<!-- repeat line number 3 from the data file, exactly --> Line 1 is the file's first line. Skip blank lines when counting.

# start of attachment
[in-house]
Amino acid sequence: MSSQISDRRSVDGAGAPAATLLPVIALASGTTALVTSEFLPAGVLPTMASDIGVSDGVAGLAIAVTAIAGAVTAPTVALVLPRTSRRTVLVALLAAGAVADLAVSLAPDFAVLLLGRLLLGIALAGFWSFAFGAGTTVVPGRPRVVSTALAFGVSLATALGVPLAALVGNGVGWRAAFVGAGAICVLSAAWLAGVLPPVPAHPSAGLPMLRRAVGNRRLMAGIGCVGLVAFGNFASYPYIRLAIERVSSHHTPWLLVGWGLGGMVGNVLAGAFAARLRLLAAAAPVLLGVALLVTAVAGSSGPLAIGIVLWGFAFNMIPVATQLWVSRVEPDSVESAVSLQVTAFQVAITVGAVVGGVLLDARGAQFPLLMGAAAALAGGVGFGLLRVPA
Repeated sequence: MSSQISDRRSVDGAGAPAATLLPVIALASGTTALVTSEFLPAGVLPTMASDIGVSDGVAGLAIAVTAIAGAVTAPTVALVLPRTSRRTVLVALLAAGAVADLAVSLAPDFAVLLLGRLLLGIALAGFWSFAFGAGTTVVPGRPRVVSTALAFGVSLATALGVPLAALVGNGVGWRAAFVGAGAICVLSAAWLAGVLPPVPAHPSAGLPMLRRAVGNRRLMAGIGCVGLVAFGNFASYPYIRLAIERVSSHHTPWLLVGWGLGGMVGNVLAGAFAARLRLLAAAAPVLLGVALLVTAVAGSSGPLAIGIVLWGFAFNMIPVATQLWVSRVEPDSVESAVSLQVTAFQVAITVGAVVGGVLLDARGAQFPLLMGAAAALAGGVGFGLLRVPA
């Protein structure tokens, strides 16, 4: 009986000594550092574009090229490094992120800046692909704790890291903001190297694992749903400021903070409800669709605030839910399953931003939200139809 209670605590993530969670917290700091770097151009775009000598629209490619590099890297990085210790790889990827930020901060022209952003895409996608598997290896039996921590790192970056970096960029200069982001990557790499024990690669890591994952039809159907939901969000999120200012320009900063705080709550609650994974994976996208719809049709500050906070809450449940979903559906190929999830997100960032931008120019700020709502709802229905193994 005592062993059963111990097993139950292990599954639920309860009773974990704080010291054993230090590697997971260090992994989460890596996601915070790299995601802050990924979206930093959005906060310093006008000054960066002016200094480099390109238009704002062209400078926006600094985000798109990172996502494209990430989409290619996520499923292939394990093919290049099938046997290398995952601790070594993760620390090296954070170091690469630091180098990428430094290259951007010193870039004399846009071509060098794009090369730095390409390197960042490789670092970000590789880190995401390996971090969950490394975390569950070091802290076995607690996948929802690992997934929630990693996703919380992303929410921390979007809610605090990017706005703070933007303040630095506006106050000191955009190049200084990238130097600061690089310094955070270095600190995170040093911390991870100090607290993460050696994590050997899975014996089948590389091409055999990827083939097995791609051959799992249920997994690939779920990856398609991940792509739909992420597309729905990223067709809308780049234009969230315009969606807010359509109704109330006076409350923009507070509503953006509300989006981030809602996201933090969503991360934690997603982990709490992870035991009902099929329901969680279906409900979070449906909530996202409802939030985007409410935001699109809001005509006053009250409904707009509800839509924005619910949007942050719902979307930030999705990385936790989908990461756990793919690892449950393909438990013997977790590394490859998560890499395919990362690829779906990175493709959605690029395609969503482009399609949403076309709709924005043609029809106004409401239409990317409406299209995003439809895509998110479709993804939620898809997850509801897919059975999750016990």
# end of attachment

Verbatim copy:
Repeated sequence: MSSQISDRRSVDGAGAPAATLLPVIALASGTTALVTSEFLPAGVLPTMASDIGVSDGVAGLAIAVTAIAGAVTAPTVALVLPRTSRRTVLVALLAAGAVADLAVSLAPDFAVLLLGRLLLGIALAGFWSFAFGAGTTVVPGRPRVVSTALAFGVSLATALGVPLAALVGNGVGWRAAFVGAGAICVLSAAWLAGVLPPVPAHPSAGLPMLRRAVGNRRLMAGIGCVGLVAFGNFASYPYIRLAIERVSSHHTPWLLVGWGLGGMVGNVLAGAFAARLRLLAAAAPVLLGVALLVTAVAGSSGPLAIGIVLWGFAFNMIPVATQLWVSRVEPDSVESAVSLQVTAFQVAITVGAVVGGVLLDARGAQFPLLMGAAAALAGGVGFGLLRVPA